In 1990, some problems occurred and I.C.S.D. lost its autonomy. They were forced to form a single national sports organization. The deaf were told to participate in the Paralympic Games, not in the Deaf Games.
Finally, the I.O.C. gave I.C.S.D. the option to leave I.P.C., if they wanted to. And I.O.C. continues to recognise them and their Deaf Games. Soon, the delegates of I.C.S.D. voted and withdrew from I.P.C.
The events of Paralympic Games are adapted, classified under six disability categories of amputee, intellectual disability, cerebral palsy, wheelchair, visually impaired and les autres (the others). Athletes with a physical disability that do not fall strictly under one of the other five categories are categorised les autres, French words for "the others", to include dwarfism, multiple sclerosis or congenital deformity of limbs caused by thalidomide.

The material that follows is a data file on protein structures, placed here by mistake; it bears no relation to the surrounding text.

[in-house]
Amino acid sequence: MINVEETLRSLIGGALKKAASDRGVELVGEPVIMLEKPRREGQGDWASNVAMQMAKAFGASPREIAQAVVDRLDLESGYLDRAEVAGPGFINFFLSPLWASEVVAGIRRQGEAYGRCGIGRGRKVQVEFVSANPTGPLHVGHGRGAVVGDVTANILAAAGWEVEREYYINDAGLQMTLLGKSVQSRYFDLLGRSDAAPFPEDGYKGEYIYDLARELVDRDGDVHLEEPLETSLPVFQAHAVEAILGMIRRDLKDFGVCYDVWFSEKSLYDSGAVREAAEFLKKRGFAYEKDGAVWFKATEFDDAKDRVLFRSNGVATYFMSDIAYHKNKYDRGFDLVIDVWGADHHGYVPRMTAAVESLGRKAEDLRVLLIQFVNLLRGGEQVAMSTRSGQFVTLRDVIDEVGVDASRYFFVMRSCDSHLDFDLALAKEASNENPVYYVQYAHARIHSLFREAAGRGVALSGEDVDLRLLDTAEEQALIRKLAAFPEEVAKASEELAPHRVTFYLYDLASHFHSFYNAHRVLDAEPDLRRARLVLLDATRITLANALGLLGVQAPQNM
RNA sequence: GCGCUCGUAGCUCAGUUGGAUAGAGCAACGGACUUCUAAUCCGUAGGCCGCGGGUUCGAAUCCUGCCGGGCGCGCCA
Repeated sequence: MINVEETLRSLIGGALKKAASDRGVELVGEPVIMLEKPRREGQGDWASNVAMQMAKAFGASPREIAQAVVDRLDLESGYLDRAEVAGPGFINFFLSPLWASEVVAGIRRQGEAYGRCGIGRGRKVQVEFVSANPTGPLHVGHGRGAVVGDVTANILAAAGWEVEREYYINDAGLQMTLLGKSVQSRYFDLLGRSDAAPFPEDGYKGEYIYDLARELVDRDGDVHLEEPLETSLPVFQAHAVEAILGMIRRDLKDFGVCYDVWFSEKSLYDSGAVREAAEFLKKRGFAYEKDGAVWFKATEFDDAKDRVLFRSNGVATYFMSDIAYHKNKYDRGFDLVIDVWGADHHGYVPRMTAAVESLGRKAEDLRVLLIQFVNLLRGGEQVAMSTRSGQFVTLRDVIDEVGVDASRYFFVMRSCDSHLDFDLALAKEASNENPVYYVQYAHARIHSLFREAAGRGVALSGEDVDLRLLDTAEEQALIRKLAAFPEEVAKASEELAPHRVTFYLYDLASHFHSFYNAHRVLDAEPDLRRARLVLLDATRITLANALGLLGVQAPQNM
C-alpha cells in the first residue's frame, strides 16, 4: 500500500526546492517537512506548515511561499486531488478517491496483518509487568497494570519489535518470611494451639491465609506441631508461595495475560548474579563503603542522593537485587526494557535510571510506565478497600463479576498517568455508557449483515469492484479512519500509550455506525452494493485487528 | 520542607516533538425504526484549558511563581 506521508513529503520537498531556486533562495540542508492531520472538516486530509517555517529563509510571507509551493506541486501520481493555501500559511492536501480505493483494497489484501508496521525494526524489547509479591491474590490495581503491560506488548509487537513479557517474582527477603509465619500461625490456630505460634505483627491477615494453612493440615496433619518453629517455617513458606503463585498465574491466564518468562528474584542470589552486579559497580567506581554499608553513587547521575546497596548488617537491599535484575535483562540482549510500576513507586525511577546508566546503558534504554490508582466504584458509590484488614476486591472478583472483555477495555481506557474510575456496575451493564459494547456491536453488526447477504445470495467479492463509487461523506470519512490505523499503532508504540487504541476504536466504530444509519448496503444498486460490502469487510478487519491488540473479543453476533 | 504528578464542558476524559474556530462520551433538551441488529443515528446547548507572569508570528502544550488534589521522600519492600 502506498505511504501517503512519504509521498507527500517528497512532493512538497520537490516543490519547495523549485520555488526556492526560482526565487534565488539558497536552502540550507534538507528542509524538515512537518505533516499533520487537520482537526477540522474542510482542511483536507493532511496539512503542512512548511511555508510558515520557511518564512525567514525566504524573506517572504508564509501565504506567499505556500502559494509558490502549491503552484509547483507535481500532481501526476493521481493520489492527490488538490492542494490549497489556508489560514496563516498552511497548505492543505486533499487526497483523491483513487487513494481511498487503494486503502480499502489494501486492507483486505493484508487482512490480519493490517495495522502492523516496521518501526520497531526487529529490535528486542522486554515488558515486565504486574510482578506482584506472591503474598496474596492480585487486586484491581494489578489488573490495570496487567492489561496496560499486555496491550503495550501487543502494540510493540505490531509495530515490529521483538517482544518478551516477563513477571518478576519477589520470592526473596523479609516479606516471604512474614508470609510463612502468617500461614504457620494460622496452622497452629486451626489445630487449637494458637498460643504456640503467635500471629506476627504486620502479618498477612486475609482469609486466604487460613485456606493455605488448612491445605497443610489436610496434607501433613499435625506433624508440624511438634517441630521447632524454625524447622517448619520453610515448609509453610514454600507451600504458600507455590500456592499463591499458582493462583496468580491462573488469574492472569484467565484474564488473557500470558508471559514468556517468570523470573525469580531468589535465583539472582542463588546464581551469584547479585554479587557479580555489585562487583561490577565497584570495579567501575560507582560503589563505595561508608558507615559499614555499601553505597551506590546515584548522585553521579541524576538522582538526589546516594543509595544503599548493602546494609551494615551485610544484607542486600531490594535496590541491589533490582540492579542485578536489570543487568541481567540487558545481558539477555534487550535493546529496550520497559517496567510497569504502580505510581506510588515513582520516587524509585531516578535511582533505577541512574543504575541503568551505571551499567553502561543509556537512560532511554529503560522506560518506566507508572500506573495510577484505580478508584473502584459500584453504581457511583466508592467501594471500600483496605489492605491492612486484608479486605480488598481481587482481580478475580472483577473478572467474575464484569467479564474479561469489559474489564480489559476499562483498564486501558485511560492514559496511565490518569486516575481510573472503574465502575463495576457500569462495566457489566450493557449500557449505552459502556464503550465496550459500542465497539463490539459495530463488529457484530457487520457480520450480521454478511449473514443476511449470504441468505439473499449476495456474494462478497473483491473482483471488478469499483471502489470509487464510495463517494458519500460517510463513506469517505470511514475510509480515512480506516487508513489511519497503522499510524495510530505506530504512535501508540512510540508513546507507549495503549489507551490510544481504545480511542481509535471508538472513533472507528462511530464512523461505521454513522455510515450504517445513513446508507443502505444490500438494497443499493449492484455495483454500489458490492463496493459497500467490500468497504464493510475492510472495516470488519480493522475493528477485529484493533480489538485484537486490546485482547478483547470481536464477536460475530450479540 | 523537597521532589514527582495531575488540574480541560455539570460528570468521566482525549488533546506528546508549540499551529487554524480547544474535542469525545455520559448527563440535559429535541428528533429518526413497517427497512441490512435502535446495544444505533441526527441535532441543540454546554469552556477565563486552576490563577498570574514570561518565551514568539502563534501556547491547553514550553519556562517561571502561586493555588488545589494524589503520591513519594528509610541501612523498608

Depending on different skills required to perform the sports, the classification system differs from sport to sport. For example, swimming has 10 classifications. Intellectual disability has, of late, been suspended from the Paralympic Games. But the 1996 Paralympic Games included athletes with some of the mental disabilities.
The Olympic Games for the able-bodied do not deny access to disabled athletes. Depending on performance and qualification, physically able-bodied deaf athletes can compete without significant restrictions, with athletes without disabilities.
The competition between able-bodied and disabled athletes is not new. Many disabled athletes around the globe competed with able- bodied athletes.
Natalie du Toit, the South African swimmer and the first disabled Olympian, performed very well in the Women's 10,000 m open water marathon swimming and secured 16th place among 24 swimmers in the 2008 Beijing Olympics. With her left leg amputated below the knee, Natalie's performance was deeply appreciated.
In India, Anjan Bhattacharjee, a deaf bowler, played a dozen Ranji Trophy cricket matches with able bodied players in the early 1970s. He won the prestigious national Arjuna Award for sports.
With deafness, the writer of this article also played cricket with the able-bodied. He played in the 2nd, 6th and 8th Bangladesh National Cricket Tournaments for Mymensingh District.
The writer can be reached at email@example.comSource: http://www.thefinancialexpress-bd.com